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    Anecdotally, I’ve been in the situation where the hotel thought I’d used from the minibar when I hadn’t. It was apparently an automated minibar with sensors in it, so if you moved anything, you’d get charged – and since I’d bought juice and similar things that I wanted to fit inside the fridge, I’d moved pretty much everything in there around to make space. Result: a hefty fee on checkout for the minibar. I contested the charge, saying that I’d only moved things around and hadn’t actually used anything, and the fee was waived after cleaning staff confirmed the fridge was still full. – Janus Bahs Jacquet Apr 15 at 10:20
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    "So if this is true, I'd expect it even generates a loss." At the minibar prices I've seen - $6 for a $0.20 bottle of water, for example - I suspect they can sustain a 90%+ fraud rate and still make some money. – ceejayoz Apr 15 at 14:06
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Some hotels don't have minibars, and you could seek those would when traveling when possible.

Some hotels are willing to remove/empty/lock the minibar upon request. Some guests may be on school trips or be recovering alcoholics not wanting to sleep next to a bar. I'd call the hotel front desk (not the central reservations office for a chain, but the actual hotel directly) and ask if this is possible before booking. Some resorts may charge a fee for this—they'll call it a refrigerator fee so you can use the space for your own use. Some will do so for free, but you may not have a fridge to use after.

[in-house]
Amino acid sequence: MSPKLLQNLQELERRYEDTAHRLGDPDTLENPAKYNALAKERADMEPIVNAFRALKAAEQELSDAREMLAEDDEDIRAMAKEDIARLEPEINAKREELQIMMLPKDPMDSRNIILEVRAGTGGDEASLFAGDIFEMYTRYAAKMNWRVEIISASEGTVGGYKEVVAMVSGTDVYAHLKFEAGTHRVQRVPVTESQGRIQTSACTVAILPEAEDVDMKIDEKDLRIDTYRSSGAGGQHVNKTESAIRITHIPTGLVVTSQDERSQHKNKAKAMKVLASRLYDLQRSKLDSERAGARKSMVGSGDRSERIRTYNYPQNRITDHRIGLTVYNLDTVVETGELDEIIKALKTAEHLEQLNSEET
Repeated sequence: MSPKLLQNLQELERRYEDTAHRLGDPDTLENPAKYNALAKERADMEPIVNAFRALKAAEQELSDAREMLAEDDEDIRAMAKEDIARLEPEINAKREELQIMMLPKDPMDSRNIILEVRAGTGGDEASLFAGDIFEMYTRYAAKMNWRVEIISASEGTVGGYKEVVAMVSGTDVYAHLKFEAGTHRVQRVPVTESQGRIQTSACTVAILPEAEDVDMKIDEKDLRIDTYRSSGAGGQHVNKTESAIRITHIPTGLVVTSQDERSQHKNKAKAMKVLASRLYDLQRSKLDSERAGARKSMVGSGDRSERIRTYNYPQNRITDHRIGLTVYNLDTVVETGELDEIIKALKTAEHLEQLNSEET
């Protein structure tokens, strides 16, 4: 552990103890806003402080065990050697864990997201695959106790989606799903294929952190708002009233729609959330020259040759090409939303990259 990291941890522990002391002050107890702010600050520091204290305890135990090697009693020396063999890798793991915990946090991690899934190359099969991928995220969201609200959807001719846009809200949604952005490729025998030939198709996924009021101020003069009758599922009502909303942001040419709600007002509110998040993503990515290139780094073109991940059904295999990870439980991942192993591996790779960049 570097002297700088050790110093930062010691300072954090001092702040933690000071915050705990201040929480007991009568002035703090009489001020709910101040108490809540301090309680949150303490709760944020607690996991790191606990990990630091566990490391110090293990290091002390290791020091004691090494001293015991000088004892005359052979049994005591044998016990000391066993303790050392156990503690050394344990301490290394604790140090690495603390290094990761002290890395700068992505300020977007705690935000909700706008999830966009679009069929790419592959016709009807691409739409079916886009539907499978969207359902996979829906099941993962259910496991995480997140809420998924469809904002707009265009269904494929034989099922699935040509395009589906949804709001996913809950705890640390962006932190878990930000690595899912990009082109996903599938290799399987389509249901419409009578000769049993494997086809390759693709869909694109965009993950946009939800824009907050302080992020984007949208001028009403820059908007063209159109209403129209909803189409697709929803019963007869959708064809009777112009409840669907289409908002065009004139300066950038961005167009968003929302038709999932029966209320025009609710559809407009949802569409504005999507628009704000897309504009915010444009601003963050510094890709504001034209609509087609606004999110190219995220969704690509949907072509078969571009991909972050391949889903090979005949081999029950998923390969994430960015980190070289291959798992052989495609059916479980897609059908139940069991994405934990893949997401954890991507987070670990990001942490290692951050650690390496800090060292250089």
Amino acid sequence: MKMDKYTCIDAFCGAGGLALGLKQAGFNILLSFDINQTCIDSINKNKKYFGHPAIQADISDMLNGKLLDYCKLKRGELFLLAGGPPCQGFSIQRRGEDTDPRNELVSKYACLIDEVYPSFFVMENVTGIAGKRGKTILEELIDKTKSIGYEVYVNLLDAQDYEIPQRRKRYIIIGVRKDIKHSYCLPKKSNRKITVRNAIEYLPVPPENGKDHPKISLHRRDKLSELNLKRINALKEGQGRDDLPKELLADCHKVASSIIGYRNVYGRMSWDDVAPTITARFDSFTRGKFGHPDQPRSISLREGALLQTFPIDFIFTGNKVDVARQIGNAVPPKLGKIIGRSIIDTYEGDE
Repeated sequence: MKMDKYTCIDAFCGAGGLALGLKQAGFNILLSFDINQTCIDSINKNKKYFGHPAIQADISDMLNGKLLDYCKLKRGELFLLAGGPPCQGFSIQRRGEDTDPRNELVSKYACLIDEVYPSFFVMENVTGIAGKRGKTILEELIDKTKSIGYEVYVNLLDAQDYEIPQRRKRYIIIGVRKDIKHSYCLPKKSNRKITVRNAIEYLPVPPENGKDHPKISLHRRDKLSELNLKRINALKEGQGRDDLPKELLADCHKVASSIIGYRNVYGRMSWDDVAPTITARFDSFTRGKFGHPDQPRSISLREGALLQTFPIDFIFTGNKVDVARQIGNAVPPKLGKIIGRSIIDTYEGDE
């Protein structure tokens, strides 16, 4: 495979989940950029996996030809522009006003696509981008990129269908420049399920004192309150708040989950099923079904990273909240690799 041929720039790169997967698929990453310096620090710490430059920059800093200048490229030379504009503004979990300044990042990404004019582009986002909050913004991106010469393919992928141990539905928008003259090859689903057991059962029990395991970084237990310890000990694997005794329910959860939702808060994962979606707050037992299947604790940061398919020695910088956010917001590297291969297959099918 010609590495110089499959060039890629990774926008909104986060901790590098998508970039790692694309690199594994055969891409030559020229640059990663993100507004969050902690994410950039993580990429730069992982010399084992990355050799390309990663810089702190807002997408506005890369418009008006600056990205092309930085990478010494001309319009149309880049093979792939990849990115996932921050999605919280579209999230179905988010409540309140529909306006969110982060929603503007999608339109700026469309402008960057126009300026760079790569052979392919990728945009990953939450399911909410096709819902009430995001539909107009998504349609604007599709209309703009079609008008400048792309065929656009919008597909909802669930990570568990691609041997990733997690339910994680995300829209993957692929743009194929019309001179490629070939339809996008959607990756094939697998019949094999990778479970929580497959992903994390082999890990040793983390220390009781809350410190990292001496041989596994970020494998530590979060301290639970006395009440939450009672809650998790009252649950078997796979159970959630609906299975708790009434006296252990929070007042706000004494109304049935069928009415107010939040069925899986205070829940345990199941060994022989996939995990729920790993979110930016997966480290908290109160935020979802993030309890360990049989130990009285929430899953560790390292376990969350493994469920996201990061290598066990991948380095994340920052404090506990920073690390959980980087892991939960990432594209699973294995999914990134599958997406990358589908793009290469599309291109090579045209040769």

At some hotels it may be possible to ask them to block all extra charges to your room above the room rate (room service, bar/restaurant, calls, PPV movies, laundry, shop, etc...), but you'd have to check with the hotel to see whether their system can accommodate this.

I've had occasional minibar charges for something I didn't use, and it's never taken more than 30 seconds to have them removed.

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    I think asking them to lock the minibar, or otherwise remove its contents, is a good suggestion here. You shouldn't need to give an explanation, and nor should they ask for one; you could, for example, be a recovering alcoholic and having ready access to something in your room is a bad idea. – Dan Apr 15 at 13:40
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I always used the mini bar refrigerator in order to keep my own beers and perishable items. Even in hotels where removing a can or bottle from its notch is automatically billed.

I always asked at the reception, always got a positive answer while making sure they arrange that with the service staff at the floor.

Eventually they tell you not to remove their perishable items, as in some cases you might find packed sandwiches or other snacks.

The first time that I got billed automatically, it tooks seconds to clarify the situation, as in the other answer.

You can pre announce that you won't use the services, but somehow they will have to check it out, so the various mistakes mentioned by others might be less probable but still possible.